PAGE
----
Search

Mobility scooters

PUBLISHED: 13:29 14 July 2008 | UPDATED: 23:04 18 July 2011

WITH regard to the letter by Mr G A Woods (July 4), referring to the elderly who use motorised buggies; users have to meet an eyesight requirement by law.

WITH regard to the letter by Mr G A Woods (July 4), referring to the elderly who use motorised buggies; users have to meet an eyesight requirement by law.

In some cases there may be people using mobility scooters for some time whose eyesight has deteriorated since purchasing the scooter, and either do not realise this or, like some car drivers, do nothing about it as they wish to retain their independence for as long as possible.

From another perspective, when you have ridden a mobility scooter, a wheelchair, or even pushed a child in a baby buggie, you (or the child's buggie) are below a pedestrian's eye level and people often walk in front of you without realising you are there.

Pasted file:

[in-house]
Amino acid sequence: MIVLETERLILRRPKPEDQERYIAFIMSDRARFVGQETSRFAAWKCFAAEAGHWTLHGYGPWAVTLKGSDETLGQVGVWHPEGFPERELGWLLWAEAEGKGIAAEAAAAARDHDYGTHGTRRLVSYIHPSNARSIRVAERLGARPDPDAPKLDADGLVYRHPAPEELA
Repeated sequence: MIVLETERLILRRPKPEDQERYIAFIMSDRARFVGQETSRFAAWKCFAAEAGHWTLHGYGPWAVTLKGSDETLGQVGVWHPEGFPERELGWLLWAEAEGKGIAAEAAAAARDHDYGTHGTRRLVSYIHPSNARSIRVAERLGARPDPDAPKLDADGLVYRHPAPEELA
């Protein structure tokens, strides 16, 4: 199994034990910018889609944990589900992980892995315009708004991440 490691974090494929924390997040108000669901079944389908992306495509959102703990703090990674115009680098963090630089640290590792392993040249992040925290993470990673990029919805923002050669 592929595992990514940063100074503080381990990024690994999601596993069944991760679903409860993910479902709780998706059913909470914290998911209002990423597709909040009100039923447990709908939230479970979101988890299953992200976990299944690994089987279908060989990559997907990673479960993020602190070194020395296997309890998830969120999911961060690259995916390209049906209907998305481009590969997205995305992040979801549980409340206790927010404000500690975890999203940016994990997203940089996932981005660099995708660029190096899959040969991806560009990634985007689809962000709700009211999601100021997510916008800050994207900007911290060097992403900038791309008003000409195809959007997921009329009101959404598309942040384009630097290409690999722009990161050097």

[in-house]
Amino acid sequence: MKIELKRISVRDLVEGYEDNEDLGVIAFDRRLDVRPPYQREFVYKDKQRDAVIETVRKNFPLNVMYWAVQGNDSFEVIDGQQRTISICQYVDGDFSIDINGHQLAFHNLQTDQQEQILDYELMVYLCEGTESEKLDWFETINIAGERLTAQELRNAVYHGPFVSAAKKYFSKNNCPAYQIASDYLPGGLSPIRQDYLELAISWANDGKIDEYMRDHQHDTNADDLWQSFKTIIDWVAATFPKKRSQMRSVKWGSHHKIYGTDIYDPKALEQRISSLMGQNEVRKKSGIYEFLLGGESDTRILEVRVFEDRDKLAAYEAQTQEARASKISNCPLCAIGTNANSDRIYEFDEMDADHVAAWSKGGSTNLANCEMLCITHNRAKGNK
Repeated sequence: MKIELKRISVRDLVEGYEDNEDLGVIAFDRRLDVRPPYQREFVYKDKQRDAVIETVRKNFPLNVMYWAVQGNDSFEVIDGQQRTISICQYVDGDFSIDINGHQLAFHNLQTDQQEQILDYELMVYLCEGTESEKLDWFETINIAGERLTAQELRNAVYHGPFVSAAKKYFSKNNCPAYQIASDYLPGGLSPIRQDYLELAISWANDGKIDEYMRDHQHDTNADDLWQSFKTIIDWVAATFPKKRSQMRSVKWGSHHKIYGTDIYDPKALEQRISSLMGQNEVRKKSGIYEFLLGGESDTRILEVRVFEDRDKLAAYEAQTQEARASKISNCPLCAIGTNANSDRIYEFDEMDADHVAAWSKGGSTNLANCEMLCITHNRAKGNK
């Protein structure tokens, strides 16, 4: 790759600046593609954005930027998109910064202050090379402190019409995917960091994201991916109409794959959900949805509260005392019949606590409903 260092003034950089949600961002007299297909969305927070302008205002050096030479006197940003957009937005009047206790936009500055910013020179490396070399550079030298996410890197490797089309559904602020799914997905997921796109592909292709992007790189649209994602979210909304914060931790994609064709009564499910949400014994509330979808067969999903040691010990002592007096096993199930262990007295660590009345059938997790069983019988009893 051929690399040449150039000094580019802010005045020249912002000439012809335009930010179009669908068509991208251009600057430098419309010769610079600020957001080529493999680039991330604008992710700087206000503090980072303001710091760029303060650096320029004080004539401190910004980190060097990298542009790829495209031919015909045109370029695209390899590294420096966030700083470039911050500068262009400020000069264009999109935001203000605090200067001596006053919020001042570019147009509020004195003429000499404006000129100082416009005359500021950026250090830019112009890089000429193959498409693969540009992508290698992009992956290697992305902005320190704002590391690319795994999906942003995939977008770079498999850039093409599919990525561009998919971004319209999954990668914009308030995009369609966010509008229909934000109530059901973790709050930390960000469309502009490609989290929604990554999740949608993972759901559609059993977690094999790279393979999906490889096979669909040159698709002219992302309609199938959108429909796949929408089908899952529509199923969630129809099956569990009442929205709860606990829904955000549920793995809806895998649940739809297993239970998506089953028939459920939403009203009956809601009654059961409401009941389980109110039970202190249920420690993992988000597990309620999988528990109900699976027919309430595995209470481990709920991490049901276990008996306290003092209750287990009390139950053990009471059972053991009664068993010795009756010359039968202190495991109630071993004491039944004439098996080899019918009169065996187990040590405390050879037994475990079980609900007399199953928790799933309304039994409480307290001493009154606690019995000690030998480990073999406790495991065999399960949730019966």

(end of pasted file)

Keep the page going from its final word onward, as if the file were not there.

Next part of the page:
I am not saying it's the pedestrians fault but all pavement users should be aware of, and be tolerant, to each other.

It is legal for a mobility scooter to be on the pavement, whereas for a bicycle it is not. Bicycles can be ridden as quick as the rider can pedal, pavement mobility scooters have a regulated top speed of 4mph.

DAVID SMITH

Beactive Mobility

Bevan Street

Lowestoft


If you value what this story gives you, please consider supporting the Lowestoft Journal. Click the link in the orange box above for details.

Most Read

Become a supporter

This newspaper has been a central part of community life for many years. Our industry faces testing times, which is why we're asking for your support. Every contribution will help us continue to produce local journalism that makes a measurable difference to our community.

Most Read

Latest from the Lowestoft Journal